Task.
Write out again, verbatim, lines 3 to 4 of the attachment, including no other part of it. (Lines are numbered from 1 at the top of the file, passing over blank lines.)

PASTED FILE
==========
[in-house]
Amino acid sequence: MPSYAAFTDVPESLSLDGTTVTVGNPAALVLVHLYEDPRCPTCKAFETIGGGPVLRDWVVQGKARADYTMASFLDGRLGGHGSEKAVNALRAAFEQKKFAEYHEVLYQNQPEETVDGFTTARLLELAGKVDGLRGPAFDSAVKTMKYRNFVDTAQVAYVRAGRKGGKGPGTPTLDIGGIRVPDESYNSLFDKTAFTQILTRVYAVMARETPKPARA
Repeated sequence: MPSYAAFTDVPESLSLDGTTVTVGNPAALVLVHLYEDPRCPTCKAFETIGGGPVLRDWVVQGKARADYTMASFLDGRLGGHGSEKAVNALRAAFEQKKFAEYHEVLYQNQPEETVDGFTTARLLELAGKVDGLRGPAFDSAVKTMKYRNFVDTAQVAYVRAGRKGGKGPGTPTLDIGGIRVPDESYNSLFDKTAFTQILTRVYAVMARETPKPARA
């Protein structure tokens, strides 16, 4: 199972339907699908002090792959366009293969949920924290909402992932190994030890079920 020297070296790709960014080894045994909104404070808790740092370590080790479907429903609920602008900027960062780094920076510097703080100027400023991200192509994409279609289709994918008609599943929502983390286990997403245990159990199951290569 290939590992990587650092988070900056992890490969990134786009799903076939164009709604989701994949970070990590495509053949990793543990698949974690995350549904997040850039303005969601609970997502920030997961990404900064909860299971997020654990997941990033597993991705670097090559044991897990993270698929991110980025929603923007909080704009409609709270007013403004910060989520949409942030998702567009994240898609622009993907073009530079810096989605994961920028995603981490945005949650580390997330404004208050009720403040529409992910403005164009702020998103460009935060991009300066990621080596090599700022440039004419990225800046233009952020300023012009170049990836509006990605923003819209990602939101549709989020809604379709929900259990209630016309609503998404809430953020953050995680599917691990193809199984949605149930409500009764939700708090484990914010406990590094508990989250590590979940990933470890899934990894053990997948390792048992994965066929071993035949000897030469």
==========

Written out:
Repeated sequence: MPSYAAFTDVPESLSLDGTTVTVGNPAALVLVHLYEDPRCPTCKAFETIGGGPVLRDWVVQGKARADYTMASFLDGRLGGHGSEKAVNALRAAFEQKKFAEYHEVLYQNQPEETVDGFTTARLLELAGKVDGLRGPAFDSAVKTMKYRNFVDTAQVAYVRAGRKGGKGPGTPTLDIGGIRVPDESYNSLFDKTAFTQILTRVYAVMARETPKPARA
């Protein structure tokens, strides 16, 4: 199972339907699908002090792959366009293969949920924290909402992932190994030890079920 020297070296790709960014080894045994909104404070808790740092370590080790479907429903609920602008900027960062780094920076510097703080100027400023991200192509994409279609289709994918008609599943929502983390286990997403245990159990199951290569 290939590992990587650092988070900056992890490969990134786009799903076939164009709604989701994949970070990590495509053949990793543990698949974690995350549904997040850039303005969601609970997502920030997961990404900064909860299971997020654990997941990033597993991705670097090559044991897990993270698929991110980025929603923007909080704009409609709270007013403004910060989520949409942030998702567009994240898609622009993907073009530079810096989605994961920028995603981490945005949650580390997330404004208050009720403040529409992910403005164009702020998103460009935060991009300066990621080596090599700022440039004419990225800046233009952020300023012009170049990836509006990605923003819209990602939101549709989020809604379709929900259990209630016309609503998404809430953020953050995680599917691990193809199984949605149930409500009764939700708090484990914010406990590094508990989250590590979940990933470890899934990894053990997948390792048992994965066929071993035949000897030469």